What is the Role of Informant Discrepancies in Mental Health in Relation to Sexuality?

Research Paper Title

Mental-health disparities between heterosexual and sexual-minority adolescents: Examining the role of informant discrepancies.

Background

An emerging literature documents substantial mental-health disparities by sexual orientation amongst adolescents, with sexual-minority youth exhibiting poorer mental health than heterosexual youth.

This brief report provides the first empirical account of how the association between sexual-minority status and adolescent mental health differs depending on who assesses adolescents’ mental health (child/mother/father/teacher), and how informant discrepancies in assessments of adolescent mental health differ by adolescents’ sexual orientation.

Methods

Data come from an Australian national sample of 14-/15-year-old adolescents (Longitudinal Study of Australian Children; n = 3,000).

Adolescent mental health is measured using multiple measures from the Strengths and Difficulties Questionnaire, and modelled using multivariable linear regression models.

Results

Mental-health disparities between sexual-minority and heterosexual adolescents emerged irrespective of who assessed the child’s mental health.

However, their magnitude varied substantially by informant, being largest when mental-health was reported by adolescents (~0.7 standard deviations) and smallest when reported by teachers (~0.2 standard deviations).

Discrepancies between mental-health scores collected from the child and other informants were largest for internalising than externalising behaviours, and in child-father than child-mother comparisons.

Conclusions

Understanding informant discrepancies and their meaning is pivotal to designing surveys that generate robust insights into the health of sexual-minority adolescents, as well as appropriate policy interventions.

Reference

Perales, F., Campbell, A. & Johnson, S. (2020) Mental-health disparities between heterosexual and sexual-minority adolescents: Examining the role of informant discrepancies. Journal of Adolescence. 79, pp.122-127. doi: 10.1016/j.adolescence.2020.01.006. Epub 2020 Jan 15.

The Experience of Sexual Minority Men & Mental Healthcare in Toronto, Canada

Research Paper Title

Mental health and structural harm: a qualitative study of sexual minority men’s experiences of mental healthcare in Toronto, Canada.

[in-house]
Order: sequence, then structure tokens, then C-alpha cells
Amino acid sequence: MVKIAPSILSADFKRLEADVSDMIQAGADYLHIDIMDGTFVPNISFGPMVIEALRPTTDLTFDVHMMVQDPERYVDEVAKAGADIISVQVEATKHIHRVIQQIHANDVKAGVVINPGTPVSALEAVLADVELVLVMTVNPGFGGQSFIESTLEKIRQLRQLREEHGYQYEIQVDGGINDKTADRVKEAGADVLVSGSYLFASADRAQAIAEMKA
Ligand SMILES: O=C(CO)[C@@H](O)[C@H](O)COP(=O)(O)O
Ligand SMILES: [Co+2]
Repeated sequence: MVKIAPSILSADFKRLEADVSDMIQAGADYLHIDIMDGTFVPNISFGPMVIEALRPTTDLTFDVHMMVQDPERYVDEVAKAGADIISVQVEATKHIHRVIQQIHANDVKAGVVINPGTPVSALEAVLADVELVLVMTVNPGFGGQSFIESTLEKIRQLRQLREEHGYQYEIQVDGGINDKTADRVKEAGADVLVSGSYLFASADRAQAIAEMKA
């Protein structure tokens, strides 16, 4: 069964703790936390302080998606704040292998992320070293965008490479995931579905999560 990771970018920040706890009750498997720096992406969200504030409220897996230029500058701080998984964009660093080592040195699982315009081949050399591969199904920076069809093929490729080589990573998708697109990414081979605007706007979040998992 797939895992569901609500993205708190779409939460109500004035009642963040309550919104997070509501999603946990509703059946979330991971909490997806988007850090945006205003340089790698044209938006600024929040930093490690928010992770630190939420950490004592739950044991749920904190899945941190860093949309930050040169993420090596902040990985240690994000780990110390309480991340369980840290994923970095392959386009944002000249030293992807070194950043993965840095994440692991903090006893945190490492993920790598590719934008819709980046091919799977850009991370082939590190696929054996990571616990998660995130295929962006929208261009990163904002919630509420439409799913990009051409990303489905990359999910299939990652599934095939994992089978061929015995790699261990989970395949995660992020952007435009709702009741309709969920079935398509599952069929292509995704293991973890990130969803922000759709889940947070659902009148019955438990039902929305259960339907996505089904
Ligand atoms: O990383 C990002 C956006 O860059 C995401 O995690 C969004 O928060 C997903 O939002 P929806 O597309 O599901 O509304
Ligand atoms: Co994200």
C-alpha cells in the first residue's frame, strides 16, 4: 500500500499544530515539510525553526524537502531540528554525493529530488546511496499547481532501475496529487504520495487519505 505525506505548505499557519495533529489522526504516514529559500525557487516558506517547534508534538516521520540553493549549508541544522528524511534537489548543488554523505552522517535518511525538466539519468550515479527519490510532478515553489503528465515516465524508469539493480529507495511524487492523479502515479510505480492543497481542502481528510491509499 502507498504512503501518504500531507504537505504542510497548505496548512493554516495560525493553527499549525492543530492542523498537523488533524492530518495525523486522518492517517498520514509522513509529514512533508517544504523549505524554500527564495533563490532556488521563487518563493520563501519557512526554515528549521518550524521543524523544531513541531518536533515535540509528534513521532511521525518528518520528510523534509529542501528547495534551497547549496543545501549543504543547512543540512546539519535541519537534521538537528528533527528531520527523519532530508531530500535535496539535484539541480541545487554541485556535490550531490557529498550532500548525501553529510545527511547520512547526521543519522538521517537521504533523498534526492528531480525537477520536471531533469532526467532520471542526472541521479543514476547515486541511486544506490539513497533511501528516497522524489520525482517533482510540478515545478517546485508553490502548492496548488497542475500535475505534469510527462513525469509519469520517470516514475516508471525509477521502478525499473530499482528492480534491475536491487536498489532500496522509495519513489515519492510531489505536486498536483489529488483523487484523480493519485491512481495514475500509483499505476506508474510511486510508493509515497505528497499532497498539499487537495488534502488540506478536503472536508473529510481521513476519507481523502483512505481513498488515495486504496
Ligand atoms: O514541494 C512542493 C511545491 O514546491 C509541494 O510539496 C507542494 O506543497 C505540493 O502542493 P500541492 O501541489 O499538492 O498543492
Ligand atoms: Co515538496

Background

Compared to the general population, sexual minority men report poorer mental health outcomes and higher mental healthcare utilisation.

However, they also report more unmet mental health needs.

Methods

To better understand this phenomenon, the researchers conducted qualitative interviews with 24 sexual minority men to explore the structural factors shaping their encounters with mental healthcare in Toronto, Canada.

Interviews were analysed using grounded theory.

Results

Many participants struggled to access mental healthcare and felt more marginalised and distressed because of two interrelated sets of barriers.

  • The first were general barriers, hurdles to mental healthcare not exclusive to sexual minorities. These included:
    • Financial and logistical obstacles;
    • The prominence of psychiatry and the biomedical model; and
    • Unsatisfactory provider encounters.
  • The second were sexual minority barriers, obstacles explicitly rooted in heterosexism and homophobia sometimes intersecting with other forms of marginality. These included:
    • Experiencing discrimination and distrust; and
    • Limited sexual minority affirming options.

Discussions of general barriers outweighed those of sexual minority barriers, demonstrating the health consequences of structural harms in the absence of overt structural stigma.

Conclusions

Healthcare inaccessibility, income insecurity and the high cost of living are fostering poor mental health among sexual minority men.

Research must consider the upstream policy changes necessary to counteract these harms.

Reference

Gaspar, M., Marshall, Z., Rodrigues, R., Adam, B.D., Brennan, D.J., Hart, T.A. & Grace, D. (2019) Mental health and structural harm: a qualitative study of sexual minority men’s experiences of mental healthcare in Toronto, Canada. Culture, Health, & Sexuality. 1-17. doi: 10.1080/13691058.2019.1692074. [Epub ahead of print].